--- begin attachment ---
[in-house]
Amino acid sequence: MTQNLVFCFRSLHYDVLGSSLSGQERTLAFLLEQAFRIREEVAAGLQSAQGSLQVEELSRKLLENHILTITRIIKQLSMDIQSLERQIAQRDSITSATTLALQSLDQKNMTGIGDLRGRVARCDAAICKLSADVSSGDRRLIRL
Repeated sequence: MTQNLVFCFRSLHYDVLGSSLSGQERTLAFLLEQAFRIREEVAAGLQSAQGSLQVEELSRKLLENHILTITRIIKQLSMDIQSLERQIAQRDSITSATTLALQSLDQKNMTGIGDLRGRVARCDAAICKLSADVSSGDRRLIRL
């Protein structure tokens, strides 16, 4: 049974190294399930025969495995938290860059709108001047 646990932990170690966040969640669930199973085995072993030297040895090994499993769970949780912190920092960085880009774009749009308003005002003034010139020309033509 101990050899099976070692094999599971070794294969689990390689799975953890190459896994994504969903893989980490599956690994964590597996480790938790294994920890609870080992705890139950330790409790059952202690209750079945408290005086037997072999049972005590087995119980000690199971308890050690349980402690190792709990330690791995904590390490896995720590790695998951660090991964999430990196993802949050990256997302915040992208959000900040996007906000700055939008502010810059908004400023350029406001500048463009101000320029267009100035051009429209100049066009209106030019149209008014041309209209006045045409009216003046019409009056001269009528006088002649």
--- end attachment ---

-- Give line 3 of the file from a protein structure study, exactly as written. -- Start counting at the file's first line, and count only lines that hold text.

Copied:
Repeated sequence: MTQNLVFCFRSLHYDVLGSSLSGQERTLAFLLEQAFRIREEVAAGLQSAQGSLQVEELSRKLLENHILTITRIIKQLSMDIQSLERQIAQRDSITSATTLALQSLDQKNMTGIGDLRGRVARCDAAICKLSADVSSGDRRLIRL